Triumph is not a word many people will ever associate with 2016. Last year was a pretty rough year for everybody, but nobody wants read about how much 2016 thoroughly sucked. I’m going to focus on perhaps the only redeeming aspect of 2016, which was, of course, Flip Flappers. Given that a majority of humanity’s suffering in 2016 was self-inflicted, I’m still not sure that we deserved such a fantastic work of art as Flip Flappers, but I’m not going to complain. Of course, in typical 2016 fashion, this masterpiece went largely unnoticed even in the anime community and continues to be criminally underappreciated. It is worse than bad things happening to good people; it is as if nobody realized these good people even existed. Of course, being a ridiculously well versed connoisseur of music (something with zero real world applicability), I am quite used to works of art that change how I see myself or how I see the world or how I perceive the human experience going unacknowledged and unappreciated by any humans with whom I actually speak. Whenever I think about that, it upsets me that so many people are missing out on such great, beautiful moving music. Funeral by Arcade Fire triumphed by winning the attention span of music fans across the country in the mid 2000s. Arcade Fire was able to rise above the ocean of competing indie rock bands because Funeral, the band’s debut album released in 2004, is itself the essence of triumph. Funeral is triumph over relatable obstacles that we all face: depression, the struggle with identity and the many other mundane toils of the human experience, and it does so by dreaming. Funeral exhorts us to adopt the disposition of a child. Dreams can come true, even once we’ve grown up, and we need to remember that in order to hold onto hope for the future.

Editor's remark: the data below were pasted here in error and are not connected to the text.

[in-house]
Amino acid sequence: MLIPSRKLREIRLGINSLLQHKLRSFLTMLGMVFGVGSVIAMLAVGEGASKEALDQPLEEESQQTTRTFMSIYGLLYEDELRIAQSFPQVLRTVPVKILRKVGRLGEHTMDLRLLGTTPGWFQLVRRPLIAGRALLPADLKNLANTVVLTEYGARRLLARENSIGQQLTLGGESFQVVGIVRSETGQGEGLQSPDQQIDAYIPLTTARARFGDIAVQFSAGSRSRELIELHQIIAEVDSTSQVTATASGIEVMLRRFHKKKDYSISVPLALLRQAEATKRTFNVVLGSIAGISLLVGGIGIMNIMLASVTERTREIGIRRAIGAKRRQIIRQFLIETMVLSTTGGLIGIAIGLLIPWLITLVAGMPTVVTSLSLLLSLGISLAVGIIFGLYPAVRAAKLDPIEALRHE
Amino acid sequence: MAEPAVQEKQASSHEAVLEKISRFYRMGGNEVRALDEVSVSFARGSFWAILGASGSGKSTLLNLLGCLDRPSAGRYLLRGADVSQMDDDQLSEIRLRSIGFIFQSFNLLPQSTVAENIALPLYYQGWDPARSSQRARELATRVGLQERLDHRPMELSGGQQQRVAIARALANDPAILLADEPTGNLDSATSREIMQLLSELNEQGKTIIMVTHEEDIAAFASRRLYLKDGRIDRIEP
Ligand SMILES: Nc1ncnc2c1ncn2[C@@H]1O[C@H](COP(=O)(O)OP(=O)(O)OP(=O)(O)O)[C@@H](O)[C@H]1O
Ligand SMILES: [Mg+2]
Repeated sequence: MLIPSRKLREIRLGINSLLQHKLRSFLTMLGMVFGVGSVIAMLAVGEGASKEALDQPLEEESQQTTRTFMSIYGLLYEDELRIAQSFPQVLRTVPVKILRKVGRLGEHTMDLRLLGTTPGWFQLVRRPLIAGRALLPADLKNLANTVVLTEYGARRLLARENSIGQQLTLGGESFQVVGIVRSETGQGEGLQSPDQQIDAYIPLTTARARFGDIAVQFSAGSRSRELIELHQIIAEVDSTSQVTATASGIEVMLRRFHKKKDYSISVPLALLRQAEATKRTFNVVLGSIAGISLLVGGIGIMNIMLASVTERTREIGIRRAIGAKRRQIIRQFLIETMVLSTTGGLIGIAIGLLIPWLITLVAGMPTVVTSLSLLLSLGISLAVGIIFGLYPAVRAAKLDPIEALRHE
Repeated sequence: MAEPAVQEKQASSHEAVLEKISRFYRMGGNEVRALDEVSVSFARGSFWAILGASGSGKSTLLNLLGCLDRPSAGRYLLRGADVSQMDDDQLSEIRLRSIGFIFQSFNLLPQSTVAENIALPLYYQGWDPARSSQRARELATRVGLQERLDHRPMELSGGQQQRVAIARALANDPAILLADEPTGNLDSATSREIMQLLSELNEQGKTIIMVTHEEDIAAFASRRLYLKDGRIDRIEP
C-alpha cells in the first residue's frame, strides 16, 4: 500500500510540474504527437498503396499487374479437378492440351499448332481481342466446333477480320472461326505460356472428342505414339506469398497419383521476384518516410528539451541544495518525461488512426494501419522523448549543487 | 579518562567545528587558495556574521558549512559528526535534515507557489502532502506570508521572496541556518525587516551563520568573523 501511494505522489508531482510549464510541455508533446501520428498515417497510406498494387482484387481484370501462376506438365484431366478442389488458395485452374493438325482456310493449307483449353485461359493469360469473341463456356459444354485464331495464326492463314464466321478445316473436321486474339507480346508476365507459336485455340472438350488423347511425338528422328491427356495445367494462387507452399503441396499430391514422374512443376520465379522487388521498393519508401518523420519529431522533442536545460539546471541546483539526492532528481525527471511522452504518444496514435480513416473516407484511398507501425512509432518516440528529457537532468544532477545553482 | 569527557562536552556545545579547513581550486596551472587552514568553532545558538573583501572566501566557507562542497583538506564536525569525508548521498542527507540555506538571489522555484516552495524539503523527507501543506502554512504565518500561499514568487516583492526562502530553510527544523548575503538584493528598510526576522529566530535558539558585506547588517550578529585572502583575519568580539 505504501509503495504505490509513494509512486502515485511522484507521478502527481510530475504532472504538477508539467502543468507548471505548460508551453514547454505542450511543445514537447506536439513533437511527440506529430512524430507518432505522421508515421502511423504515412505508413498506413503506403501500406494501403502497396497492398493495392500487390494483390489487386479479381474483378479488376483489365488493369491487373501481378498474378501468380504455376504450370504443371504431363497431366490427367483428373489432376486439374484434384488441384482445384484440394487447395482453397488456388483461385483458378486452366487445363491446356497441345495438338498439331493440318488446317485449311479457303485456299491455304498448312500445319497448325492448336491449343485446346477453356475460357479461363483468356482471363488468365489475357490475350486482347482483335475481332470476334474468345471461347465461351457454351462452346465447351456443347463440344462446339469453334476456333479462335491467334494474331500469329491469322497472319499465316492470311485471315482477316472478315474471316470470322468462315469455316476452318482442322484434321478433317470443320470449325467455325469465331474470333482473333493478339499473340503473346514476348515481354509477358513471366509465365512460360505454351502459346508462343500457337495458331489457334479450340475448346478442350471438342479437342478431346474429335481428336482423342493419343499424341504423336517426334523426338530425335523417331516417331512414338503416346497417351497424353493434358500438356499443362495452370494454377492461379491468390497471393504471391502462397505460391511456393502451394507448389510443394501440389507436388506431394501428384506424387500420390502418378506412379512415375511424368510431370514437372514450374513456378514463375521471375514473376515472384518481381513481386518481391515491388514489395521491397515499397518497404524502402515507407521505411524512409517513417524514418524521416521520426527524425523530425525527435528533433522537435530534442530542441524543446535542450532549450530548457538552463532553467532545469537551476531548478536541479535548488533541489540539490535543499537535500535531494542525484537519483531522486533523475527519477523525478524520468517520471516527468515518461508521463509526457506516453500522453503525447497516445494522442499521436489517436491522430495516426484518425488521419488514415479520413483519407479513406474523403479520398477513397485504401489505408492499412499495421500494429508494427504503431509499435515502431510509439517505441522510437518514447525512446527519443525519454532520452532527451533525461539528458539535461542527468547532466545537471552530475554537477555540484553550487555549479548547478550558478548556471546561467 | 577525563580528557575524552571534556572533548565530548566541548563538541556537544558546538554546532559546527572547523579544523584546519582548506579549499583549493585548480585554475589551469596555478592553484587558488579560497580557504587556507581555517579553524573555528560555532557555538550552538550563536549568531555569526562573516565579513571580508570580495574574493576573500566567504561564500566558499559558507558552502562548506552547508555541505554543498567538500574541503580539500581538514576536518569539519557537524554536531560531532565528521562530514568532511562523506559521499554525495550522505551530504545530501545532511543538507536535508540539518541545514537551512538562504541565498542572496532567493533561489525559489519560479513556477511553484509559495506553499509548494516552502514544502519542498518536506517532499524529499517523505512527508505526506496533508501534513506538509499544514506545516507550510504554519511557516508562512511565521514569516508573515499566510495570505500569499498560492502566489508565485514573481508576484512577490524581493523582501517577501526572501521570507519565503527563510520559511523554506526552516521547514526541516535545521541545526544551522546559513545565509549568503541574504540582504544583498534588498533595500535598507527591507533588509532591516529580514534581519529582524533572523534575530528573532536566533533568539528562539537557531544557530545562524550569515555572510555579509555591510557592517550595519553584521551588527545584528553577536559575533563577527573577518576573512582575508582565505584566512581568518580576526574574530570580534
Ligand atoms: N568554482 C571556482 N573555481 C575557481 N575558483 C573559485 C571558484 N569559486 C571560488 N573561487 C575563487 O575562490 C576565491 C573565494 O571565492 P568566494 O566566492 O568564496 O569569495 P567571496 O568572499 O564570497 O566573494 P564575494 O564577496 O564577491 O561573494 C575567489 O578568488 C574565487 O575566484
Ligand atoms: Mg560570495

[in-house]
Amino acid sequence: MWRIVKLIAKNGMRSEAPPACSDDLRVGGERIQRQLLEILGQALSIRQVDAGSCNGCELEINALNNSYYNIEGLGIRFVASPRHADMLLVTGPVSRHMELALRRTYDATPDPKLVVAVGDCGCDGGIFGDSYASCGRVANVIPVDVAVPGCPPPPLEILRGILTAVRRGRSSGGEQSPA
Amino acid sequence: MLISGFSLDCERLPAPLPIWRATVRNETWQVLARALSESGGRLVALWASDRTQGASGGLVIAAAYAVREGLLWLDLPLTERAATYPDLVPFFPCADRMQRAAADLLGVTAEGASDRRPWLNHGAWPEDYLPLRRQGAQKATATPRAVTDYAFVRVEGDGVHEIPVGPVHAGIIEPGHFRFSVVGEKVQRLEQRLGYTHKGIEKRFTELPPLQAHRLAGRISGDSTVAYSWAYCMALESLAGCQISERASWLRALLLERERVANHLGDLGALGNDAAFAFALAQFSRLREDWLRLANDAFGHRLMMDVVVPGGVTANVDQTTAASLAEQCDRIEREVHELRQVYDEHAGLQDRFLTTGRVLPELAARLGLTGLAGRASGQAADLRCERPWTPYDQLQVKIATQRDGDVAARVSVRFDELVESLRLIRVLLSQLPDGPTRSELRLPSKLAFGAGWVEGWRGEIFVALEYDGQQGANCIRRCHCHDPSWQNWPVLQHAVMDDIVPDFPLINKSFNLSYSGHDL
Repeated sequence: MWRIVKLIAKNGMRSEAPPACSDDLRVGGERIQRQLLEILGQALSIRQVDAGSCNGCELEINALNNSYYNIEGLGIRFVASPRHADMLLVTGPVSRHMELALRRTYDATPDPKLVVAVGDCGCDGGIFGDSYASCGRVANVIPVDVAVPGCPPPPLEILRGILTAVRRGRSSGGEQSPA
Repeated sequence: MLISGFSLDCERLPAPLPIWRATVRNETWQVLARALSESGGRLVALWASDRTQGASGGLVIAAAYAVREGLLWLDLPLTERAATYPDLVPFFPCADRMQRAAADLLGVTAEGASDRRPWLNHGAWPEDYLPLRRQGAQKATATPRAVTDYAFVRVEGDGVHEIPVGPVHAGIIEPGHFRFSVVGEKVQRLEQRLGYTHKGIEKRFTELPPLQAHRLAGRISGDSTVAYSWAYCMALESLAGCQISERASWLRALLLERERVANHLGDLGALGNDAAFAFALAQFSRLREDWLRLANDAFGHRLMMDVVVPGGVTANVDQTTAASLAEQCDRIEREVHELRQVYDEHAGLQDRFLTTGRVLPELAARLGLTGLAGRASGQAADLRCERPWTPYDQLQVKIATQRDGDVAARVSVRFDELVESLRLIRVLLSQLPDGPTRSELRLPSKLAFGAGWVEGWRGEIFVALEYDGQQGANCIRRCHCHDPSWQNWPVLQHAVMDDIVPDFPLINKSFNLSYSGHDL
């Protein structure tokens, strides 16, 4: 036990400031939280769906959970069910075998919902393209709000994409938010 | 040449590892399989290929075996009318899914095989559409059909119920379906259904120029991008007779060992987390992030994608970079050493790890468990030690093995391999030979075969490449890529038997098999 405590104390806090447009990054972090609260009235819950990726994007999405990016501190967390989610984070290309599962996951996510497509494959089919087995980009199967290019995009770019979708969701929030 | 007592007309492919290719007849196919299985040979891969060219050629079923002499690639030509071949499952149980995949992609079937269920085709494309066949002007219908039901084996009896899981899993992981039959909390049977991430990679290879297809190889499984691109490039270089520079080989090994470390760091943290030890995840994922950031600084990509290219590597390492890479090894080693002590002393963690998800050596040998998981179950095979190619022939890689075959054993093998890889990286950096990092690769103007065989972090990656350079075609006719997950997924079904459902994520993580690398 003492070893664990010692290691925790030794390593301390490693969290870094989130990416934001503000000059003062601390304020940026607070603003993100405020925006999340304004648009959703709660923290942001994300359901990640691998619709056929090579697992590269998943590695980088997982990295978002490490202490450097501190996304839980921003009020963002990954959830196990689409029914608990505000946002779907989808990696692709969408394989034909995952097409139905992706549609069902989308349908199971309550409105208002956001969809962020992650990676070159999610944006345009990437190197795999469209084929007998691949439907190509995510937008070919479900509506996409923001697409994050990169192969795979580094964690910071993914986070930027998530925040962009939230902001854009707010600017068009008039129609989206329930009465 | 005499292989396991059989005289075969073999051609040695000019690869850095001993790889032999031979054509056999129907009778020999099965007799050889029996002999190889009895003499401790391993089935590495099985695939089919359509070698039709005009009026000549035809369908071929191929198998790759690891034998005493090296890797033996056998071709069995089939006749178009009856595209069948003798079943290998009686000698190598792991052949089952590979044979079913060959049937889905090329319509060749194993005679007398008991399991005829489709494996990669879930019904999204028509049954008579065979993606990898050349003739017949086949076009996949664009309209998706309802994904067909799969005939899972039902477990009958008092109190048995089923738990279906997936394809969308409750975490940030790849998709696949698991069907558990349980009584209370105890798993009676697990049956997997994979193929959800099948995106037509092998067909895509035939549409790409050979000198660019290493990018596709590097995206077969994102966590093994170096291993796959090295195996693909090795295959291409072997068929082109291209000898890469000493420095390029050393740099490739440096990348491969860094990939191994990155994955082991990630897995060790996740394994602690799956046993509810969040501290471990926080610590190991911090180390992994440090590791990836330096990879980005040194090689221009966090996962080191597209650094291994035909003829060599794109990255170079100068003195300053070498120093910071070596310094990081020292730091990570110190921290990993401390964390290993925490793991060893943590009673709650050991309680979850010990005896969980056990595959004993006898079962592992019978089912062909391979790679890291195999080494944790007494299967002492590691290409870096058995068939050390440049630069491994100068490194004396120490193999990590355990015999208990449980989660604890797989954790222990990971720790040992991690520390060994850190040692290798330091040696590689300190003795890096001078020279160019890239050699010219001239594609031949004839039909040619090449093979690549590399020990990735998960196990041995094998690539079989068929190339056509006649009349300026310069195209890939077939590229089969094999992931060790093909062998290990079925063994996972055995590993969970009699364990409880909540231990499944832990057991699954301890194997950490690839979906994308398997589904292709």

And this brings us back to 2016, the year in which it seemed hope had finally been extinguished for humanity. But we had Flip Flappers (and when I say “we,” I mean the infinitely small fraction of humanity that spent each week this fall excitedly anticipating what adventures Papika and Cocona would embark on next). Flip Flappers, like Funeral, is triumph incarnate. These two works of art deal with all the same themes and struggles and both deliver a resounding message of hope for the world. Funeral and Flip Flappers aren’t concerned with what’s going on with the rest of the world. They are focused on the generation of hope through perseverance as an individual through all their personal struggles. These two works hinge on triumph. Flip Flappers is the most flamboyantly triumphant anime in recent memory, and Funeral might very well be the most triumphant album of all time. In dealing with their shared themes and conflicts, Funeral and Flip Flappers frequently mirror each other’s uses of imagery and tone. The expansive orchestral nature of Funeral’s instrumentation is the perfect match for the vast visual vocabulary of Flip Flappers. Funeral and Flip Flappers are exuberant celebrations of Life, specifically youth, of the beauty and struggles of growing up, and of the fantastical journey of self-discovery.